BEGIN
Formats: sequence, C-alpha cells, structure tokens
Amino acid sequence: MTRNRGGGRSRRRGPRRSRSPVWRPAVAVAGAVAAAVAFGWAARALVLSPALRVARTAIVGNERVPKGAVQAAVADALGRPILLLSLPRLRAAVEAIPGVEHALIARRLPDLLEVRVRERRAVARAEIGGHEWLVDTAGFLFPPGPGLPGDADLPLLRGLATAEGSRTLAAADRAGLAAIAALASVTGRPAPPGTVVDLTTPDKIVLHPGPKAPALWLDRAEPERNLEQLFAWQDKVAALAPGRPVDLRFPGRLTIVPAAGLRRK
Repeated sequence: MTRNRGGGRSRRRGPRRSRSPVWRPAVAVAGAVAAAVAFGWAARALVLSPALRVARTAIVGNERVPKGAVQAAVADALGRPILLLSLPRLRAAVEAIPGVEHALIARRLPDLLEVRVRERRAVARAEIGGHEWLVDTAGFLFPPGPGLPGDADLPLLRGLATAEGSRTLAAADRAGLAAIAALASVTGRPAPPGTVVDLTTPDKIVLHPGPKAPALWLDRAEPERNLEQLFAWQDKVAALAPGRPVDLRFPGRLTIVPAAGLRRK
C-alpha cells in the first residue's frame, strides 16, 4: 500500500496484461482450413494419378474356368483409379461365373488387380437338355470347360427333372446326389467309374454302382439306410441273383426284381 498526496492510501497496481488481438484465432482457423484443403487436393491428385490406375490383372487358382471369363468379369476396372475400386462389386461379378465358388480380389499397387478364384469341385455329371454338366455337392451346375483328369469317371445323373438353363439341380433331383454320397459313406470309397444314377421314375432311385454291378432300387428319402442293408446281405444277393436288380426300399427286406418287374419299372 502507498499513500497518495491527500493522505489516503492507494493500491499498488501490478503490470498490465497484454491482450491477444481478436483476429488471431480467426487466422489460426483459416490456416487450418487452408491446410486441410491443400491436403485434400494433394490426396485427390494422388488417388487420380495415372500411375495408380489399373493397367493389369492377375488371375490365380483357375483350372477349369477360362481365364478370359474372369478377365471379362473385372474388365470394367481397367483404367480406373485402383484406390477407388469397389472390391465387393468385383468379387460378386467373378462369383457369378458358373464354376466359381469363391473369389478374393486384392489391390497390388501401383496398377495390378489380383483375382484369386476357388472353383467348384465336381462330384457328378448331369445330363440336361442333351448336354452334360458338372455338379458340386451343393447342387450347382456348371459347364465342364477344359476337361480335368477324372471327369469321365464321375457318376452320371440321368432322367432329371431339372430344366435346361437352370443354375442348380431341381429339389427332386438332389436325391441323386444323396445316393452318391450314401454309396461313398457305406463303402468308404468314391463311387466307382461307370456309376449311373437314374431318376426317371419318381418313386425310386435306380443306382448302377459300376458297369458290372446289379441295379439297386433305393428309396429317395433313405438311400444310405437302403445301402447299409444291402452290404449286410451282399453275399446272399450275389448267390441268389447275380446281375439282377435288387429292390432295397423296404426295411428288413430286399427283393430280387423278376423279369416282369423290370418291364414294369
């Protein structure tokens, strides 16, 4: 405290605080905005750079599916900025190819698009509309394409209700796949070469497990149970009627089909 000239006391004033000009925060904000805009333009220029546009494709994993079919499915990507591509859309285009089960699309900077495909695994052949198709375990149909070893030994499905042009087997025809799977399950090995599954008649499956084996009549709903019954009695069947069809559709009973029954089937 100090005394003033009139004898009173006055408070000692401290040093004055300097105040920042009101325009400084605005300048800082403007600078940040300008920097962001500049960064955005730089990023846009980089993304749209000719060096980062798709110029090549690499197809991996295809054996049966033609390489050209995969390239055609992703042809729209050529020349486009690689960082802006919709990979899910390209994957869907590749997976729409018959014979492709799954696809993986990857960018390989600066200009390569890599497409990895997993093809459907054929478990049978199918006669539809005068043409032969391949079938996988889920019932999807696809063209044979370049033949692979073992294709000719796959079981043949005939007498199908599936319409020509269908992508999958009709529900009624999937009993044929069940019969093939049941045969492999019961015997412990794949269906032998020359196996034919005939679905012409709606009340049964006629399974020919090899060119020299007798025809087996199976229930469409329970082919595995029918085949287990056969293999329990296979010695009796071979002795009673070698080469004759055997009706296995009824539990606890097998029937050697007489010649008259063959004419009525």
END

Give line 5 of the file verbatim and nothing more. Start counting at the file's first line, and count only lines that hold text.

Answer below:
């Protein structure tokens, strides 16, 4: 405290605080905005750079599916900025190819698009509309394409209700796949070469497990149970009627089909 000239006391004033000009925060904000805009333009220029546009494709994993079919499915990507591509859309285009089960699309900077495909695994052949198709375990149909070893030994499905042009087997025809799977399950090995599954008649499956084996009549709903019954009695069947069809559709009973029954089937 100090005394003033009139004898009173006055408070000692401290040093004055300097105040920042009101325009400084605005300048800082403007600078940040300008920097962001500049960064955005730089990023846009980089993304749209000719060096980062798709110029090549690499197809991996295809054996049966033609390489050209995969390239055609992703042809729209050529020349486009690689960082802006919709990979899910390209994957869907590749997976729409018959014979492709799954696809993986990857960018390989600066200009390569890599497409990895997993093809459907054929478990049978199918006669539809005068043409032969391949079938996988889920019932999807696809063209044979370049033949692979073992294709000719796959079981043949005939007498199908599936319409020509269908992508999958009709529900009624999937009993044929069940019969093939049941045969492999019961015997412990794949269906032998020359196996034919005939679905012409709606009340049964006629399974020919090899060119020299007798025809087996199976229930469409329970082919595995029918085949287990056969293999329990296979010695009796071979002795009673070698080469004759055997009706296995009824539990606890097998029937050697007489010649008259063959004419009525």